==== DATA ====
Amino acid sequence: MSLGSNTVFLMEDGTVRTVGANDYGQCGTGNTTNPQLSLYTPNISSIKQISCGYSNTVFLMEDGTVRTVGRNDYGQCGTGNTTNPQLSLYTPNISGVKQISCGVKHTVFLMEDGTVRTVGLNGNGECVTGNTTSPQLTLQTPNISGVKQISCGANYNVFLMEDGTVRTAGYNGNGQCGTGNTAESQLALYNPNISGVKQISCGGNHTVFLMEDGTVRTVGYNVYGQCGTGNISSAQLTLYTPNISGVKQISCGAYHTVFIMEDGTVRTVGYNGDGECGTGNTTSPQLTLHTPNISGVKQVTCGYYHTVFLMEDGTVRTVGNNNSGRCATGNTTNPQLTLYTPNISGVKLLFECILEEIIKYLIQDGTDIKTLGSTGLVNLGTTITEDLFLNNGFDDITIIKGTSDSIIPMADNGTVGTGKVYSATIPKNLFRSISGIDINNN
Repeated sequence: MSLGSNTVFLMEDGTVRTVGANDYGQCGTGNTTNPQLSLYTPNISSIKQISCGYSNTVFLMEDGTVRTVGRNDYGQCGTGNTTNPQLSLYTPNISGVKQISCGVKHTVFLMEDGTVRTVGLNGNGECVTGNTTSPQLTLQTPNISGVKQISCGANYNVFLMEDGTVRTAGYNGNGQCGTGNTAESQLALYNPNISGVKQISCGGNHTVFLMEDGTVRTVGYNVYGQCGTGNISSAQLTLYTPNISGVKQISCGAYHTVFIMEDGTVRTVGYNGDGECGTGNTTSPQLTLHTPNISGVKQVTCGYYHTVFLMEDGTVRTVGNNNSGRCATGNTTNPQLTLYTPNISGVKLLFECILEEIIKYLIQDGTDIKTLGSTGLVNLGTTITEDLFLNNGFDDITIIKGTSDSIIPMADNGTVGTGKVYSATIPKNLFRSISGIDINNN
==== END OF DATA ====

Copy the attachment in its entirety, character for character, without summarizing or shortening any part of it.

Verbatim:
Amino acid sequence: MSLGSNTVFLMEDGTVRTVGANDYGQCGTGNTTNPQLSLYTPNISSIKQISCGYSNTVFLMEDGTVRTVGRNDYGQCGTGNTTNPQLSLYTPNISGVKQISCGVKHTVFLMEDGTVRTVGLNGNGECVTGNTTSPQLTLQTPNISGVKQISCGANYNVFLMEDGTVRTAGYNGNGQCGTGNTAESQLALYNPNISGVKQISCGGNHTVFLMEDGTVRTVGYNVYGQCGTGNISSAQLTLYTPNISGVKQISCGAYHTVFIMEDGTVRTVGYNGDGECGTGNTTSPQLTLHTPNISGVKQVTCGYYHTVFLMEDGTVRTVGNNNSGRCATGNTTNPQLTLYTPNISGVKLLFECILEEIIKYLIQDGTDIKTLGSTGLVNLGTTITEDLFLNNGFDDITIIKGTSDSIIPMADNGTVGTGKVYSATIPKNLFRSISGIDINNN
Repeated sequence: MSLGSNTVFLMEDGTVRTVGANDYGQCGTGNTTNPQLSLYTPNISSIKQISCGYSNTVFLMEDGTVRTVGRNDYGQCGTGNTTNPQLSLYTPNISGVKQISCGVKHTVFLMEDGTVRTVGLNGNGECVTGNTTSPQLTLQTPNISGVKQISCGANYNVFLMEDGTVRTAGYNGNGQCGTGNTAESQLALYNPNISGVKQISCGGNHTVFLMEDGTVRTVGYNVYGQCGTGNISSAQLTLYTPNISGVKQISCGAYHTVFIMEDGTVRTVGYNGDGECGTGNTTSPQLTLHTPNISGVKQVTCGYYHTVFLMEDGTVRTVGNNNSGRCATGNTTNPQLTLYTPNISGVKLLFECILEEIIKYLIQDGTDIKTLGSTGLVNLGTTITEDLFLNNGFDDITIIKGTSDSIIPMADNGTVGTGKVYSATIPKNLFRSISGIDINNN